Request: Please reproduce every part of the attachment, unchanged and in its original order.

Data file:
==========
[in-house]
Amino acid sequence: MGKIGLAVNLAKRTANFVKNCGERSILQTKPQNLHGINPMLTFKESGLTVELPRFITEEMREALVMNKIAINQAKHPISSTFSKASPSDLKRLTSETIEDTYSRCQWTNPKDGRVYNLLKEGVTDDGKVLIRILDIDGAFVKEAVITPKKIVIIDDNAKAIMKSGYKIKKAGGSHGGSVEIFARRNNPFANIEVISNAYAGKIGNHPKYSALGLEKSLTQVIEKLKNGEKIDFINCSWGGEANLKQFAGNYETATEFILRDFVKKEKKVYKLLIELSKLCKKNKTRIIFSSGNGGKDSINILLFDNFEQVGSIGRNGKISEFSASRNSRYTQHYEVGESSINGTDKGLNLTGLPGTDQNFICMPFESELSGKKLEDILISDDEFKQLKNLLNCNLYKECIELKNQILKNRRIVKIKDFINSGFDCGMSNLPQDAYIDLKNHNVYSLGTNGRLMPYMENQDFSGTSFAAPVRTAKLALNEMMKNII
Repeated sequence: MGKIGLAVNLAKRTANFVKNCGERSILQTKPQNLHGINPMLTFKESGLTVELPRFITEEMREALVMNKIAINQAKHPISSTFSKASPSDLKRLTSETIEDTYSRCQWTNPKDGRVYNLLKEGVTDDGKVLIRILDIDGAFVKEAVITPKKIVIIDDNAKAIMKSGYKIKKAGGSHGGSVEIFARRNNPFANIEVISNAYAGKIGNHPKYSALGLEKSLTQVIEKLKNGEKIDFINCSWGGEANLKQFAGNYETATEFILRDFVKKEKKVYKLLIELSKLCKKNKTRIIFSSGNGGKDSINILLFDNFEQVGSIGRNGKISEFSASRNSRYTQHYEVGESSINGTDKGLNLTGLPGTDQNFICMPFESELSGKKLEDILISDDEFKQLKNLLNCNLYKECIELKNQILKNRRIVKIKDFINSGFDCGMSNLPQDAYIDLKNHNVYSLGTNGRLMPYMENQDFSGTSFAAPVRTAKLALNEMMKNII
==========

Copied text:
[in-house]
Amino acid sequence: MGKIGLAVNLAKRTANFVKNCGERSILQTKPQNLHGINPMLTFKESGLTVELPRFITEEMREALVMNKIAINQAKHPISSTFSKASPSDLKRLTSETIEDTYSRCQWTNPKDGRVYNLLKEGVTDDGKVLIRILDIDGAFVKEAVITPKKIVIIDDNAKAIMKSGYKIKKAGGSHGGSVEIFARRNNPFANIEVISNAYAGKIGNHPKYSALGLEKSLTQVIEKLKNGEKIDFINCSWGGEANLKQFAGNYETATEFILRDFVKKEKKVYKLLIELSKLCKKNKTRIIFSSGNGGKDSINILLFDNFEQVGSIGRNGKISEFSASRNSRYTQHYEVGESSINGTDKGLNLTGLPGTDQNFICMPFESELSGKKLEDILISDDEFKQLKNLLNCNLYKECIELKNQILKNRRIVKIKDFINSGFDCGMSNLPQDAYIDLKNHNVYSLGTNGRLMPYMENQDFSGTSFAAPVRTAKLALNEMMKNII
Repeated sequence: MGKIGLAVNLAKRTANFVKNCGERSILQTKPQNLHGINPMLTFKESGLTVELPRFITEEMREALVMNKIAINQAKHPISSTFSKASPSDLKRLTSETIEDTYSRCQWTNPKDGRVYNLLKEGVTDDGKVLIRILDIDGAFVKEAVITPKKIVIIDDNAKAIMKSGYKIKKAGGSHGGSVEIFARRNNPFANIEVISNAYAGKIGNHPKYSALGLEKSLTQVIEKLKNGEKIDFINCSWGGEANLKQFAGNYETATEFILRDFVKKEKKVYKLLIELSKLCKKNKTRIIFSSGNGGKDSINILLFDNFEQVGSIGRNGKISEFSASRNSRYTQHYEVGESSINGTDKGLNLTGLPGTDQNFICMPFESELSGKKLEDILISDDEFKQLKNLLNCNLYKECIELKNQILKNRRIVKIKDFINSGFDCGMSNLPQDAYIDLKNHNVYSLGTNGRLMPYMENQDFSGTSFAAPVRTAKLALNEMMKNII